Minding Your Business

Proskauer’s perspective on developments and trends in commercial litigation.

Tag Archives: Attorney-Client Privilege

Margaret Dale Explores Ways to Protect Privilege After Data Breach

Proskauer’s Vice-Chair of the Litigation Department and Minding Your Business blog editor, Margaret Dale was recently featured on Thomson Reuters’ Practical Law, where she explores ways that clients can protect privilege after a data breach. The first, “Protecting Privilege Basics,” identifies steps that can be taken by an organization to maximize the ability to successfully … Continue Reading

Florida’s Fiduciary Lawyer-Client Privilege Adopted by the Florida Supreme Court

Last week, the Florida Supreme Court adopted section 90.5021, Fla. Stat. – Florida’s fiduciary lawyer-client privilege – to the extent it is procedural and held that the decision is retroactive to the Florida legislature’s enactment of the statute in 2011. The statute provides for application of the lawyer-client privilege when that client is a fiduciary, … Continue Reading

Florida’s Fiduciary Lawyer-Client Privilege is on the Books, But is it Good Law?

In 2011, Florida’s legislature enacted section 90.5021, Fla. Stat., which provides for application of the lawyer-client privilege – even when the client is a fiduciary. Specifically, the statute protects communications between a lawyer, on the one hand, and a client who is a trustee, personal representative or executor, or guardian, on the other hand. The … Continue Reading

Who’s the “Real Client”? Attorney-Client Privilege Between Firm In-House Counsel And Other Firm Lawyers

While attorneys provide legal advice to their clients, they are sometimes the recipients of such advice from their own counsel, including in-house firm counsel. Agreeing with recent decisions by the highest courts of Georgia and Massachusetts, a panel of the First Department Appellate Division this June handed down a decision declaring such advice protected by … Continue Reading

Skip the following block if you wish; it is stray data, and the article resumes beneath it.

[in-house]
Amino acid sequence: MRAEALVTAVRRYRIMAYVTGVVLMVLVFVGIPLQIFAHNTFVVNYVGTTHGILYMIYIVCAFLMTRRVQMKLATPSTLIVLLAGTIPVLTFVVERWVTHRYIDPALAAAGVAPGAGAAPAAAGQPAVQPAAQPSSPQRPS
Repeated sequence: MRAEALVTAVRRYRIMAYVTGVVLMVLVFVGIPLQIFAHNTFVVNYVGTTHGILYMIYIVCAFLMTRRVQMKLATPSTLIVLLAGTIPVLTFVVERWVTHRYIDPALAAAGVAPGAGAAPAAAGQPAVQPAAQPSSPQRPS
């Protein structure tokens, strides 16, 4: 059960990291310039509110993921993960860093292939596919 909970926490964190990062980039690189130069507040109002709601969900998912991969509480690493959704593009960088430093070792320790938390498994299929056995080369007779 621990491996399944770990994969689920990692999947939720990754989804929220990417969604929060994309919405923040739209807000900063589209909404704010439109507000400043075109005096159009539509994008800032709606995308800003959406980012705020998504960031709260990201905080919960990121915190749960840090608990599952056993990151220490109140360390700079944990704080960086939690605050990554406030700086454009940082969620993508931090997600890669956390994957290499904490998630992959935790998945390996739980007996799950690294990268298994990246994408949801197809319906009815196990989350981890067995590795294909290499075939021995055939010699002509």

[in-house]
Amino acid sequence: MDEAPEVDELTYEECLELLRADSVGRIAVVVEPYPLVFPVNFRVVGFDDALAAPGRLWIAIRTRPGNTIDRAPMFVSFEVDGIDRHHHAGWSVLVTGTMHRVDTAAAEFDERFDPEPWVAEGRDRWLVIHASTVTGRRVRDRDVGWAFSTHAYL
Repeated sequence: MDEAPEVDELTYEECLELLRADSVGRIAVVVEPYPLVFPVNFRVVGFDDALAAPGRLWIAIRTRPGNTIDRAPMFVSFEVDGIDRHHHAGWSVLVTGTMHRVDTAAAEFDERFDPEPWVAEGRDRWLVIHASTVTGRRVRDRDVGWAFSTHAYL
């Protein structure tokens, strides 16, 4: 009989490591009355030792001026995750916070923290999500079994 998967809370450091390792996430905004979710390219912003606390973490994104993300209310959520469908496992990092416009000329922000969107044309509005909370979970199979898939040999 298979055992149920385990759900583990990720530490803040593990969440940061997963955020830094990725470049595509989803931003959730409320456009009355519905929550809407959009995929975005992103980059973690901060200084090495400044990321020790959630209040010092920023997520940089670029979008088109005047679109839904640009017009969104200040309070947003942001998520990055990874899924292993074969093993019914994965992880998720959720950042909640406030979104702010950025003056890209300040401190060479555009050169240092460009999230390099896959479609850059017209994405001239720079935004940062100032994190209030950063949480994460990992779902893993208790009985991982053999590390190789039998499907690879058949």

Choice of Law Principles in Cross-Border Privilege Disputes: Whose Law Applies?

I. The Attorney-Client Privilege and Work Product Doctrine in the United States and Abroad The attorney-client privilege and work product doctrine are important and well-known concepts to nearly every lawyer in the United States. Generally, the attorney-client privilege shields from disclosure confidential communications between attorneys and clients for the purpose of seeking or rendering legal … Continue Reading

New York’s Highest Court Refuses to Expand the Common Interest Doctrine to Merging Parties

Last Thursday, the New York Court of Appeals issued a stark reminder to transactional lawyers: no matter how much “common interest” two parties may have with respect to a transaction, the common interest doctrine may not protect their communications. In Ambac Assurance Corp. v. Countrywide Home Loans, Inc., New York’s highest court held, in a … Continue Reading

The Most Overlooked Exception to Attorney-Client Privilege

In-house counsel often communicate with corporate management under the assumption that these communications are protected by the attorney-client privilege— absent some type of unusual and extraordinary circumstance, such as waiver of the privilege or the crime-fraud exception. A surprising number of both in-house and outside counsel, however, are unfamiliar with the longstanding “fiduciary exception” to … Continue Reading
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